Announcing Stack Overflow Documentation

We started with Q&A. Technical documentation is next, and we need your help.

Whether you're a beginner or an experienced developer, you can contribute.

Sign up and start helping → Learn more about Documentation →
<div style="width: 800px; height: 600px"> 
    <div style="height: 100px"> 
        top fixed-height row
    <div style="???"> 
        bottom stretching row (the height should be 500px in this case.) 

What's the standard way to create two-row layout without javascript where the top one is fixed-size and the bottom one stretches and fits to its parent div?

  • I would like both rows' styles are independent. I found a couple of solutions here, but if I change the height of the top row, the bottom row's style (e.g. margin) need to be changed along with it.

  • I don't need to support old browsers. If it's standard, it's just okay.


share|improve this question
If you don't specify a height for a div then it automatically fits the content, not the container. But if you know the top row is 100 and the containing div is 600, why not simply set the bottom row to height: 500? – FluffyKitten May 14 '12 at 4:53
I might frequently modify the height so I don't want to calculate the heights twice. Actually I think the dependency is not good.. Thanks for your comment though. – user1392013 May 14 '12 at 5:03
Why do you need to set the height of the second row - is it not enough to let it expand to the size of the content? If it is to do with styling the appearance, see my answer below – FluffyKitten May 14 '12 at 5:32
Thanks for your comment. I want the bottom div to automatically fill the rest of the parent div. I think this is a pretty common layout, but the solutions I found need to explicitly specify remaining 500px somewhere. – user1392013 May 14 '12 at 5:37
You need to edit your question to specify your full requirements, i.e. that the bottom div must be a fixed size and is required to scroll. All the answers supplied below don't take that into consideration because we didn't know thats what you wanted. – FluffyKitten May 14 '12 at 6:01
up vote 1 down vote accepted

You can use display property in CSS to fix this.

working EXAMPLE


<div id="a" style="width: 300px; height: 200px"> 
    <div id="b" style="height: 55%"> 
        top fixed-height row
    <div id="c" style=""> 
        bottom stretching row (the height should be 500px in this case.) 
</div> ​


    border: 1px solid black;
share|improve this answer
It worked! Thanks. – user1392013 May 14 '12 at 6:09
:) optimize the css to reduce the redundancy :) – Bongs May 14 '12 at 6:11
@user1392013, FYI in Chrome, the code in the jsfiddle link results in exactly the same as my example did (the one that didn't take into account your additional requirements of adding a scrollbar). I know you're not concerned about older browsers but you do need to consider Chrome... – FluffyKitten May 14 '12 at 14:55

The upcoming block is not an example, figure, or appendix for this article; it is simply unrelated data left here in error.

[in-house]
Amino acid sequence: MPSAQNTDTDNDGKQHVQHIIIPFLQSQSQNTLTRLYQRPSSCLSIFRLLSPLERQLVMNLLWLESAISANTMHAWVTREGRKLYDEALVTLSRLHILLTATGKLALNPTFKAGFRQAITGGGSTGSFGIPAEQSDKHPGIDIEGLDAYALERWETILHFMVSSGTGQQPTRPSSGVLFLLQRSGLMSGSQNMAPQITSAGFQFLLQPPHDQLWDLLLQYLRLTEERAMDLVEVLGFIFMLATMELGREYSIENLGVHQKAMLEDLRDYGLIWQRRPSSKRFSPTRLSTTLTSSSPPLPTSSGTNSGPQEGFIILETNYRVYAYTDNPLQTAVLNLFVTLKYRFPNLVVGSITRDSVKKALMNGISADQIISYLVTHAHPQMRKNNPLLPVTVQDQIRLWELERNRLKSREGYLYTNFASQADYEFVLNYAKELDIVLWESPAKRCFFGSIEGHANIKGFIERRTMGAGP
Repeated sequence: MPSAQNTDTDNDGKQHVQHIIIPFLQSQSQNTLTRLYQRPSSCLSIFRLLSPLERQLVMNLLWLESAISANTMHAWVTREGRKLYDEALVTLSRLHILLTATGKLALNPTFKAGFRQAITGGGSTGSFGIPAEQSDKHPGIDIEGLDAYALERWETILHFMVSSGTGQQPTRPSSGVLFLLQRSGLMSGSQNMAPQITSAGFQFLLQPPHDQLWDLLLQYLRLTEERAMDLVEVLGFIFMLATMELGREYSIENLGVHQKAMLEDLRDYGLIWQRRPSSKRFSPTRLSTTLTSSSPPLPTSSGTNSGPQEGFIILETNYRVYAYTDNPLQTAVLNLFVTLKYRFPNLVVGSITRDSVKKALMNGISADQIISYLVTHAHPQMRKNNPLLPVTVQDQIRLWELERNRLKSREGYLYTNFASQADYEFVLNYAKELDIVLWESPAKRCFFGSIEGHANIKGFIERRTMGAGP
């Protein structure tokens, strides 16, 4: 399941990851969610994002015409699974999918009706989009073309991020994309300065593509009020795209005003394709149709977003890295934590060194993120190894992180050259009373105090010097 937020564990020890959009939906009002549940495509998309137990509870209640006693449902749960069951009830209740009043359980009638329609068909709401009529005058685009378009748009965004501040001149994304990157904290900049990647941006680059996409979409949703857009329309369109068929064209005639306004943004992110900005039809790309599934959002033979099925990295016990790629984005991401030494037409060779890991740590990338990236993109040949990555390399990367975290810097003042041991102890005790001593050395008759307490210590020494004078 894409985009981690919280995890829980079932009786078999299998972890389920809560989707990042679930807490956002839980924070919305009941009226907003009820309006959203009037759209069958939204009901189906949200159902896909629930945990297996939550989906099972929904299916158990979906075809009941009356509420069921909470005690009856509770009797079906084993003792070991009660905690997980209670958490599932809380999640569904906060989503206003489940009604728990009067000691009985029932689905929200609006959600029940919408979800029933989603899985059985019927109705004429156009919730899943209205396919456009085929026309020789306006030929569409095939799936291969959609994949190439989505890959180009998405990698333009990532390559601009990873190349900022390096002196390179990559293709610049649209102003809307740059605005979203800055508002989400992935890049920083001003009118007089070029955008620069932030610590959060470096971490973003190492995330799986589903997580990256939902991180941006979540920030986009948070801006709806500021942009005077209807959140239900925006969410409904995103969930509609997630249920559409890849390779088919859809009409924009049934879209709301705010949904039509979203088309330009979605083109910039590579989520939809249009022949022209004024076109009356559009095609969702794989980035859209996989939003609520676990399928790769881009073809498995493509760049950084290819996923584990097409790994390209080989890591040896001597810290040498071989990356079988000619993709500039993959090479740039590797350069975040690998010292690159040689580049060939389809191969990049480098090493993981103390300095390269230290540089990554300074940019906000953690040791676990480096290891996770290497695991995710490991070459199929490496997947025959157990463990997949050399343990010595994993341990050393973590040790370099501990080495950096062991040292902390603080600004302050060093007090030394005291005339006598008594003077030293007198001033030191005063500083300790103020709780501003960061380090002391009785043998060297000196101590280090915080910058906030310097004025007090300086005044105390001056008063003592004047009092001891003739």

For this case you can use preprocesor (like LESS):

@contHeight: 600px;
@topHeight: 100px;

div#containingdiv { 
    width: 800px; 
    height: @contHeight; 
div#toprow { 
    width: 100%;
    height: @topHeight; 
div#bottomrow {
    height: @contHeight - @topHeight; 
share|improve this answer

HTML and CSS are static not dynamic languages where you could perform calculations. You can only apply styles to each div individually because there is actually no dependency between the styles for each "row" div for you to determine the height of one based on the other.

However depending on what you are trying to achieve, it may be possible to style the containing div instead of the bottom div.

e.g. a very simplistic example where the top row should have a red background and bottom row have a yellow background, set the style for the containing div to have the appearance you require for the bottom div, and the top div will cover this appearance on the upper part of the container:

div#containingdiv { width: 800px; height: 600px; background:#ffff00; }
div#toprow { height: 100px; background:#ff0000; width 100%; }
div#bottomrow { }
share|improve this answer
Thanks for your answer, but it seems not working. jsfiddle.net/pguQ9/11 – user1392013 May 14 '12 at 5:34
That's because you didn't specify that the content would be bigger than the div and that you required a vertical scroll, so I didn't implement it to work that way! Like I said in my answer it depended on what you were trying to achieve. For an accurate solution you need to specify all your requirements – FluffyKitten May 14 '12 at 5:58
Thanks. Updated my question. – user1392013 May 14 '12 at 6:07

I have just written a blog about HTML CSS layouts, the demo lets you manipulate most css settings via javascript.



share|improve this answer

Your Answer


By posting your answer, you agree to the privacy policy and terms of service.

Not the answer you're looking for? Browse other questions tagged or ask your own question.